Universal prescription drug coverage has been talked about from time to time... never by anybody in a position to do anything about it, as far as I know. And things like optical and dental never seem to be talked about, probably because to this point a majority have extended coverage.  But that may change in the near future because fewer people are working in jobs that provide benefits.

 -k

Offline SirJohn

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Re: Extended benefits, drugs, dental, optical, etc.
« Reply #6 on: June 29, 2017, 12:02:01 pm »
It's insane to me that we celebrate our healthcare system, yet don't have universal payer for vision, dental, and prescription drugs. We need to work towards covering those things as well.

I agree. While I think we need to open up our health care system to private sector outfits and private money, as they do in Europe, I also think it's absurd that people can't afford the dental, eye care and prescriptions they need.

I grew up poor. I grew up with lousy teeth. Terrible teeth, which I knew were terrible, so I didn't put much effort into them, which made them even more terrible. When did I finally get them fixed? When I went to work for the government. Even then there's a cap on 'cosmetic' work, so I spent thousands, and ultimately, almost fifteen thousand of my own money to get my teeth in shape. I couldn't afford that when I was poor or lower middle class.

Eyecare. When you go to get glasses you're presented with different priced options for the lenses. Unless you've seen through a prescription pair of eyeglasses with the middle level lenses, and then one with the highest level, you fail to appreciate the difference. It's substantial. The best lenses deliver more clarity and more light. But if you're not reasonably well off you can't afford them.

As for prescriptions, New Zealand has some of the cheapest prescriptions out there because they negotiate a discount based on their size. There is no reason Canada couldn't do the same and save billions on the cost, but the federal government shows little interest in doing so.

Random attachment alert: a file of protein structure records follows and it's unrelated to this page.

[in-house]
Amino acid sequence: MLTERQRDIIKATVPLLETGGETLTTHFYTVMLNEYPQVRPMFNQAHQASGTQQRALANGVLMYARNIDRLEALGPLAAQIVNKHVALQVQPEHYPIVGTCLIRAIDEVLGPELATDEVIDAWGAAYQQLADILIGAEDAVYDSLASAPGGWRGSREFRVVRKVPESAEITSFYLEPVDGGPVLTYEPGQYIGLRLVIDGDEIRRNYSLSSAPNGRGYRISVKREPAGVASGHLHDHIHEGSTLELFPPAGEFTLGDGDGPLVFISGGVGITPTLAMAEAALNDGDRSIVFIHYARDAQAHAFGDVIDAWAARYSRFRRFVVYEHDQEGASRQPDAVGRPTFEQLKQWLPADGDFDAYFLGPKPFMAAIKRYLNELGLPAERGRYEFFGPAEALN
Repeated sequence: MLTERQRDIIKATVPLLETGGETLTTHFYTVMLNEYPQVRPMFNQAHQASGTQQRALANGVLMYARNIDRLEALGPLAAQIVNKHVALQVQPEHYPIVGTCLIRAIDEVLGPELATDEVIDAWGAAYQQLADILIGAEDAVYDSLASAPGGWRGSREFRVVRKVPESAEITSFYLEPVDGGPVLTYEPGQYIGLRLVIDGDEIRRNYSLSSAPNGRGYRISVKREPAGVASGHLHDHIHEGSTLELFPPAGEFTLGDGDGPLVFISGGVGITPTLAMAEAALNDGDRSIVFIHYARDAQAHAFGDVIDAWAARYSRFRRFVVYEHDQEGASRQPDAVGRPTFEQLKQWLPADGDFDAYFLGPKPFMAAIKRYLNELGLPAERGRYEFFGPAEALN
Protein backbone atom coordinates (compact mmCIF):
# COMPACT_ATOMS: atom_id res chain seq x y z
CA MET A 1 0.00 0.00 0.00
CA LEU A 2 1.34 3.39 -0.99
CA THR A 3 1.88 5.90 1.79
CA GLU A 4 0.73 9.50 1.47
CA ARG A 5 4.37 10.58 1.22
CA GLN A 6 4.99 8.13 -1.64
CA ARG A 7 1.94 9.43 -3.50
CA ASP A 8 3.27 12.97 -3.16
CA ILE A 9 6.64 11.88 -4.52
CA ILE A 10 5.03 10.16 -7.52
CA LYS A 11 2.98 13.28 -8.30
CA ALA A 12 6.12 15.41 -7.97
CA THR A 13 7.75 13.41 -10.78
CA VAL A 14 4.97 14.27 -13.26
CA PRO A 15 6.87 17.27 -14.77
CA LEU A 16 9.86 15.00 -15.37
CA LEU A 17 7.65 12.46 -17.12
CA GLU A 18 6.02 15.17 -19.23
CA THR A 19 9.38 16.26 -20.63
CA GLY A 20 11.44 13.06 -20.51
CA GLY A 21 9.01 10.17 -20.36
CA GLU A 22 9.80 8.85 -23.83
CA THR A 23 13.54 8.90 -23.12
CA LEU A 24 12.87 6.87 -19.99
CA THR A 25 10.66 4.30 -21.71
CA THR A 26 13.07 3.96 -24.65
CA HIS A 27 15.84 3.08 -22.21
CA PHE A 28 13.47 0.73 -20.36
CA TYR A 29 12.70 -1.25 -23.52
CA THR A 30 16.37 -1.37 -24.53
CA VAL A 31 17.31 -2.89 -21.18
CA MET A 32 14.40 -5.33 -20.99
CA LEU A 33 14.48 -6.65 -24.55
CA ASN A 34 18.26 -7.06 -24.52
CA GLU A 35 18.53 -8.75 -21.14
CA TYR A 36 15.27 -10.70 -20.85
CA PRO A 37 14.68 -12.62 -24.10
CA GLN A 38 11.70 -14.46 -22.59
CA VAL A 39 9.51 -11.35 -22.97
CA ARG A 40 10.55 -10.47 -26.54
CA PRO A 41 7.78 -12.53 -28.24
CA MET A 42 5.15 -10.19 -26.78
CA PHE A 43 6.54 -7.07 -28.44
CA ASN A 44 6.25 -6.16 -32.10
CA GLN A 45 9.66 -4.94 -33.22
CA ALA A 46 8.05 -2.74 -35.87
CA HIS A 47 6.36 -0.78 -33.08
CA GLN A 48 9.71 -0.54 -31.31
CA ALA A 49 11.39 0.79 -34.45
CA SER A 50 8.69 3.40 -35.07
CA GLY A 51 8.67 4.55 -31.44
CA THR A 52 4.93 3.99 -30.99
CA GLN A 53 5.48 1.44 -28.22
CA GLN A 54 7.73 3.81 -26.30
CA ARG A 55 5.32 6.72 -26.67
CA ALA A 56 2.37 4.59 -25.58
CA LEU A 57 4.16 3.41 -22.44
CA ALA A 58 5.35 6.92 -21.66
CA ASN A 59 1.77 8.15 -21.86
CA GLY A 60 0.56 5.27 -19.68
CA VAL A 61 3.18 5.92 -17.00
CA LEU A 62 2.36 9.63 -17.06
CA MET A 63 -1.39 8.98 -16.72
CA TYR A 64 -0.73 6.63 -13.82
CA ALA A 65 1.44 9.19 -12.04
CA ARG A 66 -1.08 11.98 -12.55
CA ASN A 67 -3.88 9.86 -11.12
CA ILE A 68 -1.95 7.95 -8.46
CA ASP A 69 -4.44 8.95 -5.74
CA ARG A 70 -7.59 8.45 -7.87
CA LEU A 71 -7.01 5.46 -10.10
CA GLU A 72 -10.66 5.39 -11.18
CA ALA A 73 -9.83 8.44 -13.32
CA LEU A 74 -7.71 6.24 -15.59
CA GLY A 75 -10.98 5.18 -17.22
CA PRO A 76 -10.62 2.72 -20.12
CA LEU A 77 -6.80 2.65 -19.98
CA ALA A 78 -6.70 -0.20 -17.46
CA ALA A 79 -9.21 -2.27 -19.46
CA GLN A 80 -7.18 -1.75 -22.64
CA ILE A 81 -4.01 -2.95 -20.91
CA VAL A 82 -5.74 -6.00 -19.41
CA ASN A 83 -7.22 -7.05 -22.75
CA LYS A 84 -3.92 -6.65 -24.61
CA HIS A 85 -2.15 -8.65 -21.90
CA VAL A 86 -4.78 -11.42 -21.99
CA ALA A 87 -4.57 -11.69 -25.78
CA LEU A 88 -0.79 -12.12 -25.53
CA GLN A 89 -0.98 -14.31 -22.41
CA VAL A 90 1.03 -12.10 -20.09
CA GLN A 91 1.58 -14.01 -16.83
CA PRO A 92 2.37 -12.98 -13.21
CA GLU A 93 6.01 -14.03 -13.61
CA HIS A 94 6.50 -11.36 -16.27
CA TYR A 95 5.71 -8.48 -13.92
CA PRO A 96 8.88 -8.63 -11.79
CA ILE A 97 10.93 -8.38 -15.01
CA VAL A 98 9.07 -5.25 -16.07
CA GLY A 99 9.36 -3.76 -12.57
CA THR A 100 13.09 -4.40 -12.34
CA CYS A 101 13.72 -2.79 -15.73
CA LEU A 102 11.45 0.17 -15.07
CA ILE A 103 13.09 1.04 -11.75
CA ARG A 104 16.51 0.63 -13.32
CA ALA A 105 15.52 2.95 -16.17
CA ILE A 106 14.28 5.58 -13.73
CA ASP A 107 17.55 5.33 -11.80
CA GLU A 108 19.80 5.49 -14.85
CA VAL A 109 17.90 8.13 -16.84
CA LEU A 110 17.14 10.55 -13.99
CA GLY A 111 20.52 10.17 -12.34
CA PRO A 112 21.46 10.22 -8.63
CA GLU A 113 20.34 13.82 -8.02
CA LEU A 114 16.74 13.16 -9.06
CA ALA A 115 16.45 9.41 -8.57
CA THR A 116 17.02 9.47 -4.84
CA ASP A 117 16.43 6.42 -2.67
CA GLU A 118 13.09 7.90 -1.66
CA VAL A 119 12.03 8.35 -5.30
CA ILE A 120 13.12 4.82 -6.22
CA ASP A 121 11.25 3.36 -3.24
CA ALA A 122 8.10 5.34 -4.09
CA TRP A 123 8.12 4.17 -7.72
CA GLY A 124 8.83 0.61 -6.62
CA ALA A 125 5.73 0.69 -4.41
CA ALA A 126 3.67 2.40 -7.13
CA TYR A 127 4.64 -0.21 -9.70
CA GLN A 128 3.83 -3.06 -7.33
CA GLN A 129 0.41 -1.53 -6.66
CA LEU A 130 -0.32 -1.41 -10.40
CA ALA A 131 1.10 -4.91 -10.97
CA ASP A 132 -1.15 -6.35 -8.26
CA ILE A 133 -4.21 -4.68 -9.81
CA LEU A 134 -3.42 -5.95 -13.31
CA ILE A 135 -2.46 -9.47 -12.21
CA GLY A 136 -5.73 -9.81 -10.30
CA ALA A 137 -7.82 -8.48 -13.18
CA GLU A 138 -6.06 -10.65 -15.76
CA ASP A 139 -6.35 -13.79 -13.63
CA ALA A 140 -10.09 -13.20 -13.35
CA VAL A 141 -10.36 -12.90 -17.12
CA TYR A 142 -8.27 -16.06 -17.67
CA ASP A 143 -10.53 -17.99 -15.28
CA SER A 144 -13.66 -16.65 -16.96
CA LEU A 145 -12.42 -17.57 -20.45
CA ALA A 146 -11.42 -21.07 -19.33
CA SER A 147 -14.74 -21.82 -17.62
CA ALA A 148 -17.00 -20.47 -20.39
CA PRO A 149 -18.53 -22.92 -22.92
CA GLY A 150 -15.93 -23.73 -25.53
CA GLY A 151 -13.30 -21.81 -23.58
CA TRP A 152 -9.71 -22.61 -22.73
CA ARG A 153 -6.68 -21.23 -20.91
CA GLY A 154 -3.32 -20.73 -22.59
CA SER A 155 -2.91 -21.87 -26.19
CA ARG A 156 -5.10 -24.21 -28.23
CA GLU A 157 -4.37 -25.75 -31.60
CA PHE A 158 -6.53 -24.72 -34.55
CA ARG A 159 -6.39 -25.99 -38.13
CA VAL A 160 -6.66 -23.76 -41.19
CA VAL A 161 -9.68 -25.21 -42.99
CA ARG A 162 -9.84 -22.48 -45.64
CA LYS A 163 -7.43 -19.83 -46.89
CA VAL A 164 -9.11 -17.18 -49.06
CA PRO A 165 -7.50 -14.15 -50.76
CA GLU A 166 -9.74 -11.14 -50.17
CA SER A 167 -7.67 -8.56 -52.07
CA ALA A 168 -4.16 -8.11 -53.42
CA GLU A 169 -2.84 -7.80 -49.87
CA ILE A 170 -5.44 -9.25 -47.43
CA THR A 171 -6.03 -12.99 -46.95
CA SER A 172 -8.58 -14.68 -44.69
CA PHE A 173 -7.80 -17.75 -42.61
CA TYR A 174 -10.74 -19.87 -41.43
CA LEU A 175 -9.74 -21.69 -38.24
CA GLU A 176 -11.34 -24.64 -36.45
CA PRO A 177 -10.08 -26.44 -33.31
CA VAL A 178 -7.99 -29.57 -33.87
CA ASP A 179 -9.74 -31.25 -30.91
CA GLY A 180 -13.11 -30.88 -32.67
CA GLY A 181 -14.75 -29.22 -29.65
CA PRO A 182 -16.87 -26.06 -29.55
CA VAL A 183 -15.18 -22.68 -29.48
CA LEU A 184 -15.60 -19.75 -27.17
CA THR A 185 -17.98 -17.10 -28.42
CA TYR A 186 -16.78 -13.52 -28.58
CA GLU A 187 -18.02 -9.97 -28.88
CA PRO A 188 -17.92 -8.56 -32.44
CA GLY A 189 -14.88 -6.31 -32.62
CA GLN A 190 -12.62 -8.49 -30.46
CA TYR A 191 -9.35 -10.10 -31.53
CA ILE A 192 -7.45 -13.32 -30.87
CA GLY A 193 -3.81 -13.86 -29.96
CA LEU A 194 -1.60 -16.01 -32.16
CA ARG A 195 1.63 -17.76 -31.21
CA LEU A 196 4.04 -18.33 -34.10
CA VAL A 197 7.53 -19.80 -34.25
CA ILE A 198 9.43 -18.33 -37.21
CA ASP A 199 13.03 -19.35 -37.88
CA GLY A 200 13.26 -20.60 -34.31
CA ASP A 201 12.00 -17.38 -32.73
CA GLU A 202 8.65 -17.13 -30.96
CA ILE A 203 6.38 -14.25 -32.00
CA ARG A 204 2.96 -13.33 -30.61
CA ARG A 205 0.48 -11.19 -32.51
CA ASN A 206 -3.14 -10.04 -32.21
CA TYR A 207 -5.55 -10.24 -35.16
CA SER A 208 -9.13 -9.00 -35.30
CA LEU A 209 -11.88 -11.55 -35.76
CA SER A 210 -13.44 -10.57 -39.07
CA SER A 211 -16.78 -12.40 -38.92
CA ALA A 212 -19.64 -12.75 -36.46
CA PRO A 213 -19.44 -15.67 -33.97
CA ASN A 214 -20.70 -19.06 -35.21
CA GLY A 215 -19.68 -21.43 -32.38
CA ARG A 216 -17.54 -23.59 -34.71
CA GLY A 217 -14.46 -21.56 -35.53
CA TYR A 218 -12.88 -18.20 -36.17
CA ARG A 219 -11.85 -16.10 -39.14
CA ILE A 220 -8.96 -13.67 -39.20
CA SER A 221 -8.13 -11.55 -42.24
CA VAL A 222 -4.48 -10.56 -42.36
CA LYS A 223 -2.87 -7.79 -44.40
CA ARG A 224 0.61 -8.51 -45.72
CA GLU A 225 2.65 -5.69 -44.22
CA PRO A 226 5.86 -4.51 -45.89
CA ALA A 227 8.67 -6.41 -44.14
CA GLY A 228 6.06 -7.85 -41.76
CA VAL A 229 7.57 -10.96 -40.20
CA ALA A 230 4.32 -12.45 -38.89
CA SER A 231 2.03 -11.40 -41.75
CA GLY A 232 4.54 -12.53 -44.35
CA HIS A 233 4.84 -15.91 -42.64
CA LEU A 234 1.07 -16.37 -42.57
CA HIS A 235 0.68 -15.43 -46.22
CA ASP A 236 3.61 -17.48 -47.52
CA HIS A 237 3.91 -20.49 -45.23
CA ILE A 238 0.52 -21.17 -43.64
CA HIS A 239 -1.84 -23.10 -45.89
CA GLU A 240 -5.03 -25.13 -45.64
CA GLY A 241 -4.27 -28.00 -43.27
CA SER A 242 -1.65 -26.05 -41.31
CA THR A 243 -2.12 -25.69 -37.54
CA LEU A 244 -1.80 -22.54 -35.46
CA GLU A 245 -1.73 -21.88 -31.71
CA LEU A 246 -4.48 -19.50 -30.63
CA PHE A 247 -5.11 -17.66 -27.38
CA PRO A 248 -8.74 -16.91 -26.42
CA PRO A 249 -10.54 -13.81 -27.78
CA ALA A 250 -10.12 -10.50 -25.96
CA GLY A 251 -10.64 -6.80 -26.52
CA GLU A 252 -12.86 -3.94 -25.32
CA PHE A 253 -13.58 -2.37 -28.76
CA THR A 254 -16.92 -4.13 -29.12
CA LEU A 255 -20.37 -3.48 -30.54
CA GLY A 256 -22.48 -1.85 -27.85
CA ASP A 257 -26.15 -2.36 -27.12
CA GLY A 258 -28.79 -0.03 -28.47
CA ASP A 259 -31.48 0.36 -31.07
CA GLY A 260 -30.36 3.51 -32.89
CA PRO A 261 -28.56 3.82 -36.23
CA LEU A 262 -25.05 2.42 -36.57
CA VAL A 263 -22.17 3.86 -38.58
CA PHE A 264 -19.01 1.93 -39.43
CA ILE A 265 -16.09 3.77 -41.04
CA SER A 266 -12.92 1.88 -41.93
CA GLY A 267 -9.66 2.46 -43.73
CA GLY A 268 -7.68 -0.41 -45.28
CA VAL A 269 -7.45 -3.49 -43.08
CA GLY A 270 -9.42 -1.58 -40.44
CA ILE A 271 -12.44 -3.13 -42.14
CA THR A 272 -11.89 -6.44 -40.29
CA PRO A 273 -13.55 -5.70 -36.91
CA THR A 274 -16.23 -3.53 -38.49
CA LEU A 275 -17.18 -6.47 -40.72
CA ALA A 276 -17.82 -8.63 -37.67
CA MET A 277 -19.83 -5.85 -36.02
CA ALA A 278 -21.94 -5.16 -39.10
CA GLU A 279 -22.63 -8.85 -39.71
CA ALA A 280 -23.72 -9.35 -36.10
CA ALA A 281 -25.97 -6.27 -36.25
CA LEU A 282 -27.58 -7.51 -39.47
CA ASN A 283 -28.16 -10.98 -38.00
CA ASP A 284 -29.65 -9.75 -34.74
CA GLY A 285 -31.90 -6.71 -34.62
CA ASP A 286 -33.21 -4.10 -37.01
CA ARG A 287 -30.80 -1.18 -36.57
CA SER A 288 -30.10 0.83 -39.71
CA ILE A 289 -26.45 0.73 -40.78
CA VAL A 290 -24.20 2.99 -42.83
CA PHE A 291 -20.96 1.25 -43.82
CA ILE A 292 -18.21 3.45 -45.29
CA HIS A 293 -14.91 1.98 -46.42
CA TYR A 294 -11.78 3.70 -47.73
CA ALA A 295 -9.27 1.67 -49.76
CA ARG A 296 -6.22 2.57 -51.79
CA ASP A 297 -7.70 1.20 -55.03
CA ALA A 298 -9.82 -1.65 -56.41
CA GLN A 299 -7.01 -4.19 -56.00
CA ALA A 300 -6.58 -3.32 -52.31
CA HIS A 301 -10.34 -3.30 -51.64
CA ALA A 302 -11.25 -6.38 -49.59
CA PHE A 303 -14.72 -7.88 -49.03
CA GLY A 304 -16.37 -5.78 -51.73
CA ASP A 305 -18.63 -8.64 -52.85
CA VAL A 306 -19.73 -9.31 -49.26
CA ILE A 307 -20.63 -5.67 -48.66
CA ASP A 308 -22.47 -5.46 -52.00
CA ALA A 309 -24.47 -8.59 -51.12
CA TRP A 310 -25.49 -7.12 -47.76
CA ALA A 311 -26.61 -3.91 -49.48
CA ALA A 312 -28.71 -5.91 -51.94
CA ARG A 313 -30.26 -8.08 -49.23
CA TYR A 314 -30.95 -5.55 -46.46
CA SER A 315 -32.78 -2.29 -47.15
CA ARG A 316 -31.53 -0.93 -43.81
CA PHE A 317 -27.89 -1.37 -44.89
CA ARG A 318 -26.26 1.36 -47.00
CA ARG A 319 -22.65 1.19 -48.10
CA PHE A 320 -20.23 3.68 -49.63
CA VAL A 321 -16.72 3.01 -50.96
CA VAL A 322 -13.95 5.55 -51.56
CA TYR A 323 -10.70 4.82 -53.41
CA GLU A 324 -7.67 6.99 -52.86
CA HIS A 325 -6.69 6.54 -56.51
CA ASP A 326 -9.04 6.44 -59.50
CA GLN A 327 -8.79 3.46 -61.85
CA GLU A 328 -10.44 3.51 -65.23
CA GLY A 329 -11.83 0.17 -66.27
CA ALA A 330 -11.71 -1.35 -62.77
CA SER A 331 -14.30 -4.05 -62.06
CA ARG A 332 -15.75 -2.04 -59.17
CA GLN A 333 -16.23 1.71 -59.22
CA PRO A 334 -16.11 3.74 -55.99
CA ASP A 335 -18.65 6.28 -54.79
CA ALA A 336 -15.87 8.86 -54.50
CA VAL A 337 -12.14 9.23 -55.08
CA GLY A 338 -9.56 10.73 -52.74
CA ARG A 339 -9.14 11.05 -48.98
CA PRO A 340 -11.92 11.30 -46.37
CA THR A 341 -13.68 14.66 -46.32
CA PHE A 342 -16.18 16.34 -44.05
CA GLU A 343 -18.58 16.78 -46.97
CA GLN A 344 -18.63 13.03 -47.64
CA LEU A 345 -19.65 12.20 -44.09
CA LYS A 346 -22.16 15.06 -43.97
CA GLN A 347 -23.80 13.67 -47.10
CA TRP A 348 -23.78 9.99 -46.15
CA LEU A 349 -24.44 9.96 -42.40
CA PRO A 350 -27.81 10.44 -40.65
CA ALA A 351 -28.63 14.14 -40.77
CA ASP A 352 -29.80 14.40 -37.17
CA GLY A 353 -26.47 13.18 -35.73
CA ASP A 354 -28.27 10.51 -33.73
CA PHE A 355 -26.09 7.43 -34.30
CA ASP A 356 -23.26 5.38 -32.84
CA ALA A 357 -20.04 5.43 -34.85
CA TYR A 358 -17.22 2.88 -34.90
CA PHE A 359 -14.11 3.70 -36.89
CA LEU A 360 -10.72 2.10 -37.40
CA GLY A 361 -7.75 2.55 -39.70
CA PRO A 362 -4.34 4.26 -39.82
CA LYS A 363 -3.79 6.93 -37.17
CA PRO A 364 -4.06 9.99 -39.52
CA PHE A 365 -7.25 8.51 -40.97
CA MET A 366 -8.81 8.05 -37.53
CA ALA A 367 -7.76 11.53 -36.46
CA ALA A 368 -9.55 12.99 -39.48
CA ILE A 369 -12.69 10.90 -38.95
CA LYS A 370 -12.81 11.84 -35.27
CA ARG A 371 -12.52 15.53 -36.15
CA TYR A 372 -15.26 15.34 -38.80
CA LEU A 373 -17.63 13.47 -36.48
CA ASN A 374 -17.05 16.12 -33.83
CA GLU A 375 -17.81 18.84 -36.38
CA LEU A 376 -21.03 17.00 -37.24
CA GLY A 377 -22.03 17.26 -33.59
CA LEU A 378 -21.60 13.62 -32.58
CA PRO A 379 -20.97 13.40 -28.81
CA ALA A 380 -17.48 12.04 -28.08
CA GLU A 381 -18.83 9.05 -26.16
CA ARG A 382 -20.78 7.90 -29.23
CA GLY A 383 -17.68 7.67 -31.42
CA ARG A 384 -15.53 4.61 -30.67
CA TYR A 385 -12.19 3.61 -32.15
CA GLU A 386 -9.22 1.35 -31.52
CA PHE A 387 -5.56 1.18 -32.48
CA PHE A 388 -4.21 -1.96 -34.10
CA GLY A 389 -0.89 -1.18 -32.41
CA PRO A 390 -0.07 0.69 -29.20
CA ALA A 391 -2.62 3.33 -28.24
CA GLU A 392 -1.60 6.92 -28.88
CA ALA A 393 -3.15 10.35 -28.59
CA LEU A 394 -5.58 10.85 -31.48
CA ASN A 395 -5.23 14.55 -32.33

Offline cybercoma

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Re: Extended benefits, drugs, dental, optical, etc.
« Reply #7 on: July 06, 2017, 11:19:28 am »
The other thing is that most employment coverage is highly inadequate for eye care. I've got alright coverage for dental, but I've never seen eye care provide any more than the cost of an exam and about $200 for glasses. I literally cannot buy glasses for less than $400 with how blind I am. My last pair were over $700 in order to help reduce eyestrain from working at a computer monitor all day long. It's crazy what glasses cost these days. My current employer has plans that you can buy into at different levels, but I have a hard time justifying paying into greater coverage when I could just pay into the glasses themselves.

Offline Goddess

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Re: Extended benefits, drugs, dental, optical, etc.
« Reply #8 on: July 10, 2017, 12:06:00 pm »
I had just had Lasik surgery for $4000, of which Blue Cross covered $400.  I wish it covered more, as it will save me in the long run but the price was definatelly a financial hit.